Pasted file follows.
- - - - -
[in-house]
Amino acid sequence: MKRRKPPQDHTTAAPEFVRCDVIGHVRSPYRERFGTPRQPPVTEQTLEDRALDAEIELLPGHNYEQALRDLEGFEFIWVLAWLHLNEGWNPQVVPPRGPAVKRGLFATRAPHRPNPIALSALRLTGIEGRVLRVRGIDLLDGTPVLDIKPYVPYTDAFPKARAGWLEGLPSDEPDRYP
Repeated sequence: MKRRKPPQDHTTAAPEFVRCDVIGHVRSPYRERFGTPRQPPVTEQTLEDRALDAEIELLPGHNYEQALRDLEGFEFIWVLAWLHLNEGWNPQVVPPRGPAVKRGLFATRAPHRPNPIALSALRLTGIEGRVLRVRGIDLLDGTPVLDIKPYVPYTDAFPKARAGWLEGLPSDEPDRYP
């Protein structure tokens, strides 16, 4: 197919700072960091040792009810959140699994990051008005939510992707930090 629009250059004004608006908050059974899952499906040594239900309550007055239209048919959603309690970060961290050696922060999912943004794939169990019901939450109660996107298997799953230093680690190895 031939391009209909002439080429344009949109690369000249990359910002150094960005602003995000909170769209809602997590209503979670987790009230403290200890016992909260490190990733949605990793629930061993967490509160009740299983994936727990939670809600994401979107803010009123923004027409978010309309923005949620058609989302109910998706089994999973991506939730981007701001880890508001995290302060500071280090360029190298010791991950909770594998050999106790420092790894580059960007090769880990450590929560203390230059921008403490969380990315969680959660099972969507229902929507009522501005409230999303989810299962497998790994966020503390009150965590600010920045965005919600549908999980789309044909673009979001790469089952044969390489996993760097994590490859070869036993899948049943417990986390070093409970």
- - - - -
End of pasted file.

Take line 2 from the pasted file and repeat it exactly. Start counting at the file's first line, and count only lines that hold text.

Amino acid sequence: MKRRKPPQDHTTAAPEFVRCDVIGHVRSPYRERFGTPRQPPVTEQTLEDRALDAEIELLPGHNYEQALRDLEGFEFIWVLAWLHLNEGWNPQVVPPRGPAVKRGLFATRAPHRPNPIALSALRLTGIEGRVLRVRGIDLLDGTPVLDIKPYVPYTDAFPKARAGWLEGLPSDEPDRYP